Wake Technical Community College will open its sixth campus next year, catering to students interested in the information technology sector.
The new RTP campus on Chapel Hill Road in Morrisville will put students practically next door to tech companies in Research Triangle Park and western Wake County, allowing for partnerships and a potential pipeline from the classroom to the workforce.
Programs will focus on cybersecurity, computer programming and business analytics, among other IT fields.
“The focus of the campus is on growing industries. We’re looking to expand into the IT market,” said Rita Jerman, senior vice present for student services. “Because technology is constantly changing, the hallmark of this new campus will be adaptability and flexibility.”
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The first building, funded by a 2012 voter-approved referendum, is under construction, and the RTP campus could eventually serve 7,000 students in 10 buildings.
It’s another sign of growth at Wake Tech, where enrollment exceeded 70,000 students for the first time in 2015.
Wake Tech, which opened in 1963 and is based in south Raleigh, opened its last campus – the Public Safety Education Campus – in 2008. The facility features a forensics lab, an incident command center and a mock courtroom to help students prepare for careers in criminal justice and fire protection technology.
Some other Wake Tech campuses, including the Perry Health Sciences Campus, also offer a narrow focus of study. College leaders say it makes sense now to focus on the booming IT sector.
The goal is to place students who attend the RTP campus in internships to bridge the gap between those seeking employment and companies looking for specific skills.
“It’s an aligning of interests,” Jerman said. “We want to turn out a student who is ready to go to work. We lend a listening ear to businesses and design our curriculum to meet their needs.”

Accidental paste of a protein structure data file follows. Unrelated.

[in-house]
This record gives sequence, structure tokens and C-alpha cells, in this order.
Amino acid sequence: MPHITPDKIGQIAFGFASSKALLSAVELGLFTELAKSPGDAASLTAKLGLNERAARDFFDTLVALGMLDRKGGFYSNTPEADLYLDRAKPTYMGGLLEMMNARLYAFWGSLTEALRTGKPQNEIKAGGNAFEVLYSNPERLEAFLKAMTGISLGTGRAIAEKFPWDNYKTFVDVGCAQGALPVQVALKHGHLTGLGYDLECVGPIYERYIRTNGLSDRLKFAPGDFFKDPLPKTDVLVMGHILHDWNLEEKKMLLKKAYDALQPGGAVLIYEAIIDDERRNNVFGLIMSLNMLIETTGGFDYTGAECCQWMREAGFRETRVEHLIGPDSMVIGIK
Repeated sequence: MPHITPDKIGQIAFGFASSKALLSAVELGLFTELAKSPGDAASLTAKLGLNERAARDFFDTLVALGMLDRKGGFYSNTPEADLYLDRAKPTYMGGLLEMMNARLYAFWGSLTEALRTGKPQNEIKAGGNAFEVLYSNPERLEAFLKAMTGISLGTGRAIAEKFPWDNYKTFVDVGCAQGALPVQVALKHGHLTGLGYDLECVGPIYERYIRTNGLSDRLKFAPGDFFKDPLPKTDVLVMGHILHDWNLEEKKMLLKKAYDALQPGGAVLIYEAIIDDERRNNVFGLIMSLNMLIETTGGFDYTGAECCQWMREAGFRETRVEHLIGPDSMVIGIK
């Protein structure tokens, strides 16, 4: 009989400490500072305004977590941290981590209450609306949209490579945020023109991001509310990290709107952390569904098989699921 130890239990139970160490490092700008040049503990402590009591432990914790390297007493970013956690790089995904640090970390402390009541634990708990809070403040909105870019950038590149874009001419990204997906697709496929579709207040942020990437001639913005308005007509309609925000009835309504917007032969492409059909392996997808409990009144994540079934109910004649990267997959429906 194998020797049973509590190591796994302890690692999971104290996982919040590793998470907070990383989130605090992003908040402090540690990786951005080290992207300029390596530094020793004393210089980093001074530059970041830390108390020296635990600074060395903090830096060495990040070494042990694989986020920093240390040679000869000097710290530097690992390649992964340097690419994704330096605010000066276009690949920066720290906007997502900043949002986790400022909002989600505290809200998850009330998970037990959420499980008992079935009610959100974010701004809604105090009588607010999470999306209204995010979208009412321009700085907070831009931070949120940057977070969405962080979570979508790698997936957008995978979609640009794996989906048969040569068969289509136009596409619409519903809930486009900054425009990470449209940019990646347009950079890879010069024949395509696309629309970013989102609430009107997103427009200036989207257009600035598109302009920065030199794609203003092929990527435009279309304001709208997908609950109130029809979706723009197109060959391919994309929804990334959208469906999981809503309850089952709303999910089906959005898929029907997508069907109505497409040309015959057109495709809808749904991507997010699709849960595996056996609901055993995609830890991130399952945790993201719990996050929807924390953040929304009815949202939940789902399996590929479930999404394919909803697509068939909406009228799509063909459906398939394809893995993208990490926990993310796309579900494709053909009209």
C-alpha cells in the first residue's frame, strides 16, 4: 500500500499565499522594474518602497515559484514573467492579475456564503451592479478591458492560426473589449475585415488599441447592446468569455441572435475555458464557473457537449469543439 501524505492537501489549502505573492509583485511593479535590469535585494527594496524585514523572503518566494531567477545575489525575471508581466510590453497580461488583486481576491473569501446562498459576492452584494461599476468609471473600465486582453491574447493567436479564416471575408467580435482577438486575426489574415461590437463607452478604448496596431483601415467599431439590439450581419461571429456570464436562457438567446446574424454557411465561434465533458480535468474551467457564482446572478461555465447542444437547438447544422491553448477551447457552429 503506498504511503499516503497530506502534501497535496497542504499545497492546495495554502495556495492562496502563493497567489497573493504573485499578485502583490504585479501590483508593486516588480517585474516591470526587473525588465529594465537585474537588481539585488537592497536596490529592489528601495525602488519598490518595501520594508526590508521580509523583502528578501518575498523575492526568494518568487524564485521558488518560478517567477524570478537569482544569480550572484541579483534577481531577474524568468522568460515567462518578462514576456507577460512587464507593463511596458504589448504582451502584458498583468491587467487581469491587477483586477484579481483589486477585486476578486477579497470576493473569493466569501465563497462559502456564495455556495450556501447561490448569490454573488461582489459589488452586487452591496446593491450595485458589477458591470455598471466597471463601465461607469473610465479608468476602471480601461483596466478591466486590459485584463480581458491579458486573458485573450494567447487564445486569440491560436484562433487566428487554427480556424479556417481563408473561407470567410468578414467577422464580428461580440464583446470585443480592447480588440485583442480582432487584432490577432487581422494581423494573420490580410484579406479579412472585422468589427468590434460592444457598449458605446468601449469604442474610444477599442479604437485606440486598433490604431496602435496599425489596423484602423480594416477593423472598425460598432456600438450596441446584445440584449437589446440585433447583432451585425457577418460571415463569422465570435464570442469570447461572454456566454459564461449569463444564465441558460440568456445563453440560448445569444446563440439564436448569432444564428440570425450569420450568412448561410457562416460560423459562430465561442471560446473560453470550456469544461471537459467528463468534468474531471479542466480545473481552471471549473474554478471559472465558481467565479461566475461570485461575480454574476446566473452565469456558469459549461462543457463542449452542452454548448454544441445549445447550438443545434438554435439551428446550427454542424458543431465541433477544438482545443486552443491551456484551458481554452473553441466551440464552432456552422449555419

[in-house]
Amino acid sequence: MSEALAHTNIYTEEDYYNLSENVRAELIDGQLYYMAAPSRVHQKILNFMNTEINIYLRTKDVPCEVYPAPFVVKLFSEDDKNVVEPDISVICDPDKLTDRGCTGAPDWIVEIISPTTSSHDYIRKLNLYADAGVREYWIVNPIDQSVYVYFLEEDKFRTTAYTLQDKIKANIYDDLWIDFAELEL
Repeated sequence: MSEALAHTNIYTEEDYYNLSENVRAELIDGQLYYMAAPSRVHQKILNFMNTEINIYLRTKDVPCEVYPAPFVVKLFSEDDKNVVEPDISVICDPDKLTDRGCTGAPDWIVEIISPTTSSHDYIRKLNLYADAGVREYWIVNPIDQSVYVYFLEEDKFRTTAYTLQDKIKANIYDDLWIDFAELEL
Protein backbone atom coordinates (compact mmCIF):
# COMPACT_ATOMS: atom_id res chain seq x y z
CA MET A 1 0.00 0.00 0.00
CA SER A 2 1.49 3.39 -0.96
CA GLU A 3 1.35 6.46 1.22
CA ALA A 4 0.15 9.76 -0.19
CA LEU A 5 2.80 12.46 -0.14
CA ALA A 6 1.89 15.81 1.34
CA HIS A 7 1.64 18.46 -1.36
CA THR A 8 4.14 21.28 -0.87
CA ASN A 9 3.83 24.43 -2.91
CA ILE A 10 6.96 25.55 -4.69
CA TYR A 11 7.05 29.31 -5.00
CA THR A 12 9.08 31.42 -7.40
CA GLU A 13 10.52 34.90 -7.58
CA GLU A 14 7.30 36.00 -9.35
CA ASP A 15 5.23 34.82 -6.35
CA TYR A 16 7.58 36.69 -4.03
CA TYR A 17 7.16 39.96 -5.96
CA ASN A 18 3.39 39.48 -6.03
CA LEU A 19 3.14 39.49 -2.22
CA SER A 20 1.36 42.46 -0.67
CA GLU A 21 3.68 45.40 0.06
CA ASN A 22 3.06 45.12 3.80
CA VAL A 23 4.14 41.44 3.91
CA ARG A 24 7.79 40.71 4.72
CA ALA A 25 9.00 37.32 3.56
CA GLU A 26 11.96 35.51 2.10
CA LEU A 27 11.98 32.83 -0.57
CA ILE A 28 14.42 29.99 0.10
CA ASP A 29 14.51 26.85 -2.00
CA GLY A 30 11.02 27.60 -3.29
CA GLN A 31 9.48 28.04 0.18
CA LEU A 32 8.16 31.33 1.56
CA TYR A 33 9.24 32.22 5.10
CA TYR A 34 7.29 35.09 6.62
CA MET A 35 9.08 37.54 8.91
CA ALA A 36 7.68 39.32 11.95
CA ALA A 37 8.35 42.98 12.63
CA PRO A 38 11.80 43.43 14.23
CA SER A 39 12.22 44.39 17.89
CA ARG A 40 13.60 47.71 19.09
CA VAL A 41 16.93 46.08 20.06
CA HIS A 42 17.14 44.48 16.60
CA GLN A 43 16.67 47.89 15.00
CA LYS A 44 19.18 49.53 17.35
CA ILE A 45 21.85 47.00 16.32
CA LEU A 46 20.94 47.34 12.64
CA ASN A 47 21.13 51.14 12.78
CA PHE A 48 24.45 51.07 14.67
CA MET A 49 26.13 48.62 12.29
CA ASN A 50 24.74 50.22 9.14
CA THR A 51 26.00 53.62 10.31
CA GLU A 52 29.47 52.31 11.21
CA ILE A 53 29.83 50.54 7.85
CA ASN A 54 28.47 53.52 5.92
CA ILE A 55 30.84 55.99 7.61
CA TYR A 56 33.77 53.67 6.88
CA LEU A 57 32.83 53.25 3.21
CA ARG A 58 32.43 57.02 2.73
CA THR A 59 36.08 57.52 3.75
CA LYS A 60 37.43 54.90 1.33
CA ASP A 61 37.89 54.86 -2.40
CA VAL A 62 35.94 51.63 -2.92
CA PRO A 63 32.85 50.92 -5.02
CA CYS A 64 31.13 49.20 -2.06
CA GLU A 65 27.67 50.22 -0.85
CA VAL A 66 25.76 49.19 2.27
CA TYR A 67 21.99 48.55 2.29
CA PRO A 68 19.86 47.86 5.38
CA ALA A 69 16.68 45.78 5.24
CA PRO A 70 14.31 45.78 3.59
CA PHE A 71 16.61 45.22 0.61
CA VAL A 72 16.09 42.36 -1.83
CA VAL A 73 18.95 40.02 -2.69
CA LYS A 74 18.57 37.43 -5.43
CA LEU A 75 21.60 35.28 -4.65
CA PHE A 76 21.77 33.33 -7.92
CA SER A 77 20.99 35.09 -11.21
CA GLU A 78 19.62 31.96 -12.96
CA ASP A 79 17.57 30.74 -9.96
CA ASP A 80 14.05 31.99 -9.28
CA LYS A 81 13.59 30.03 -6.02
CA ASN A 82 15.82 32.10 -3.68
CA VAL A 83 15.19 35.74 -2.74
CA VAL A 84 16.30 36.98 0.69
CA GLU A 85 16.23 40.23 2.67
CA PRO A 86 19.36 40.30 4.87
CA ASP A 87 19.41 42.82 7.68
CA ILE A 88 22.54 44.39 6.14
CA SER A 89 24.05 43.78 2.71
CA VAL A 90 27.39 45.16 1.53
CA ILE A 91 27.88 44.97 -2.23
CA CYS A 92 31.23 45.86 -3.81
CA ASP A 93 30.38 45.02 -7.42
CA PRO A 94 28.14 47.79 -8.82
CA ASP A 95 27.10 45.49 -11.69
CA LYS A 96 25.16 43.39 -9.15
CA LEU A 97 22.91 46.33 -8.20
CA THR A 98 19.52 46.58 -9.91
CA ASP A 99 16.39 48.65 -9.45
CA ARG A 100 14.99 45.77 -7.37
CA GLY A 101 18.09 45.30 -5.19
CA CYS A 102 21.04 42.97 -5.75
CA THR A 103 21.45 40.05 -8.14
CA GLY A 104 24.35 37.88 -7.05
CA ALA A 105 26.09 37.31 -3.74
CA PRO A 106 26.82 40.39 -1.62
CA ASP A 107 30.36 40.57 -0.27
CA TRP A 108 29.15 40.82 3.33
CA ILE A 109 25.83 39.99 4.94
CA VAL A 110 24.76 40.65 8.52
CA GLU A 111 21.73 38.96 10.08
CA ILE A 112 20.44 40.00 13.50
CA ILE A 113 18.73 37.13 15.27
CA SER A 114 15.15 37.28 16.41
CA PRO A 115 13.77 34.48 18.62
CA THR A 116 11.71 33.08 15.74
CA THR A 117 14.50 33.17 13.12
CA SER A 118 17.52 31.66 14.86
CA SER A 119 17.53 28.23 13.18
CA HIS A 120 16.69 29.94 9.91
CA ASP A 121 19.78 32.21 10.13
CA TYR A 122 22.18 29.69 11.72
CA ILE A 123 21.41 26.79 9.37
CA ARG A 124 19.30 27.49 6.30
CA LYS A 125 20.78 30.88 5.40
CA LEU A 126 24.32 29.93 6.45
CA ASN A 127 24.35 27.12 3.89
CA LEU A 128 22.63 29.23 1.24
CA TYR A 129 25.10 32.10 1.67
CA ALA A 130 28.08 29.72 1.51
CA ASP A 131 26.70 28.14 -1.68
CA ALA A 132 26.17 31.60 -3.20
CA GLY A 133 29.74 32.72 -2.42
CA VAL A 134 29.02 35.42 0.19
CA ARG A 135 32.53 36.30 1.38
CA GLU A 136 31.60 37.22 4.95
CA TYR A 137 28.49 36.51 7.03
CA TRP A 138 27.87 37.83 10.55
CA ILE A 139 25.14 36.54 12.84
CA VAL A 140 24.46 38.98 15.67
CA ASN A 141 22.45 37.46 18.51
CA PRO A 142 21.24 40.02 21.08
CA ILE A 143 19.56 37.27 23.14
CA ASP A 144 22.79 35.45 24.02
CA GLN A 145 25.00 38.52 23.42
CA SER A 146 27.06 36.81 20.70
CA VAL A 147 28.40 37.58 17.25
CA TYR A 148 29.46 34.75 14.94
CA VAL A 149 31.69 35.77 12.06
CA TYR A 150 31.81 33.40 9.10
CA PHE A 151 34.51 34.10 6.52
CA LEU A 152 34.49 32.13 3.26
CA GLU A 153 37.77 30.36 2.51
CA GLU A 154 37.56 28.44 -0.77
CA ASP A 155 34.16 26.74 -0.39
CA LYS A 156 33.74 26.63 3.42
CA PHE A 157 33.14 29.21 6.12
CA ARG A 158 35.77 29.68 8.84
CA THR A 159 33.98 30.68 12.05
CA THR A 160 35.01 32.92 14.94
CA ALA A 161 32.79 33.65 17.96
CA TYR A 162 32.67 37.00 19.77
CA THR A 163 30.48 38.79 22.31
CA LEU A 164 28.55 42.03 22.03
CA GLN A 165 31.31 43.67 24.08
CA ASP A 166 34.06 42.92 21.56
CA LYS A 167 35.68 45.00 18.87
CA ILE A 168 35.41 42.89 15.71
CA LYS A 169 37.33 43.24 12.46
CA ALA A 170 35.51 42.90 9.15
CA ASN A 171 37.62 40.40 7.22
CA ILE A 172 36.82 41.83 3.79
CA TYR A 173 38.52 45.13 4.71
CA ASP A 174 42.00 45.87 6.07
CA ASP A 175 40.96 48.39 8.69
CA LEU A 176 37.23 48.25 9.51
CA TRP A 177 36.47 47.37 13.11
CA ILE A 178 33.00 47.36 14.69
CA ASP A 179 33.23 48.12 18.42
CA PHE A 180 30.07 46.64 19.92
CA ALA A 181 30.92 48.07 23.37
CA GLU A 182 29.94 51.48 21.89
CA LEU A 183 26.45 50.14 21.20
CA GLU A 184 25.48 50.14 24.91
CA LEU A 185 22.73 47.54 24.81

Last month, Wake Tech launched an internship program with tech company Lenovo, which has its U.S. headquarters in Morrisville. Most of the internship positions are in Lenovo’s IT department, as well as in marketing and business analytics. Twelve students are earning college credit and $20 an hour, working 30 hours a week.
The community college hopes to develop similar partnerships with other tech companies.
The employment growth rate in information technology in North Carolina grew by more than 28 percent, the fastest growth rate in the U.S., between 2010 and 2015, according to a report from the N.C. Technology Association. There are currently more than 3,000 IT job postings in the Raleigh-Durham area on Indeed.com.
Tom Looney, chairman of Wake Tech’s board of trustees, witnessed the demand for tech-savvy workers first-hand. He retired from Lenovo in 2014 after 10 years as general manager and then vice president of sales in North America. Before that, he spent more than 25 years working for IBM.
“Companies were all competing for the same talent here in the Triangle and stealing employees from each other,” Looney said.
The perception of community colleges and people who will be successful employees has changed, he said. During Looney’s tenure at IBM, the company rarely considered job applications from students who attended community college.
“The definition of success used to be a four-year degree,” Looney said. “Now, it’s having employable skills and little debt.”
He continued: “If you look at education, businesses really need to be part of the fabric, and community colleges are playing a large role in this. There’s a shortage of IT workers in the workforce, and companies are looking for specific, employable skills.”
Diversifying the technology workforce is another goal of the internship program. Women, immigrants and ethnic minorities are represented in the inaugural group of interns.
Shantal Grullon, who is taking part in the Lenovo program, is studying data storage and visualization at Wake Tech. Two years ago, a family friend was dumbfounded when Grullon, 18, said she wanted to pursue a career in technology.
“But you’re a girl,” the friend told Grullon.
Such doubts, and also her experience so far at Lenovo, have only furthered her passion, Grullon said. As a software engineering intern, she said Lenovo has opened her eyes to the wealth of opportunities in technology.
“There are so many places I could go from here,” Grullon said. “I would have never dreamed this would happen.”
Wake Tech is expanding its partnership next spring to include the N.C. Department of Information Technology, which will offer scholarships to five Wake Tech students. The students will be guaranteed an internship with Lenovo followed by a job with the state after graduation.
More information about the internships is at wbl.waketech.edu.
“We can be a model for the country,” Looney said of the partnerships.
Madison Iszler: 919-836-4952; @madisoniszler